While Mars may be significantly behind its sunward neighbor in terms of the number of motor vehicles crawling over its surface, it seems like we’re doing our best to close that gap. Over the last 23 years, humans have sent four successful rovers to the surface of the Red Planet, from the tiny Sojourner to the Volkswagen-sized Curiosity. These vehicles have all carved their six-wheeled tracks into the Martian dust, probing the soil and the atmosphere and taking pictures galore, all of which contribute mightily to our understanding of our (sometimes) nearest planetary neighbor.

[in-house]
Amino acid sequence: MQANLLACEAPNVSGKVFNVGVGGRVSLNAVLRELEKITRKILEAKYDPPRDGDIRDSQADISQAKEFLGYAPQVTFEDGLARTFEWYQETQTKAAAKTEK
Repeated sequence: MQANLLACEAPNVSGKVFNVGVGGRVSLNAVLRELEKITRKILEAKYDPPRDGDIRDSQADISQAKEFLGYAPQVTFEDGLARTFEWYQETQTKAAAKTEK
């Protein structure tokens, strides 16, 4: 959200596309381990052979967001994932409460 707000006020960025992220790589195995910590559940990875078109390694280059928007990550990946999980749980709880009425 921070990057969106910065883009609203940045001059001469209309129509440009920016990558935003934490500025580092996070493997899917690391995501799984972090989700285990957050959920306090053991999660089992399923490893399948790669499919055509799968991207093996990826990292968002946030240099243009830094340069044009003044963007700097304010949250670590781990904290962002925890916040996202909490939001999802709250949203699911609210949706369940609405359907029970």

You’d think then that sending still more rovers to Mars would yield diminishing returns, but it turns out there’s still plenty of science to do, especially if the dream of sending humans there to explore and perhaps live is to come true. And so the fleet of Martian rovers will be joined by two new vehicles over the next year or so, lead by the Mars 2020 program’s yet-to-be-named rover. Here’s a look at the next Martian buggy, and how it’s built for the job it’s intended to do.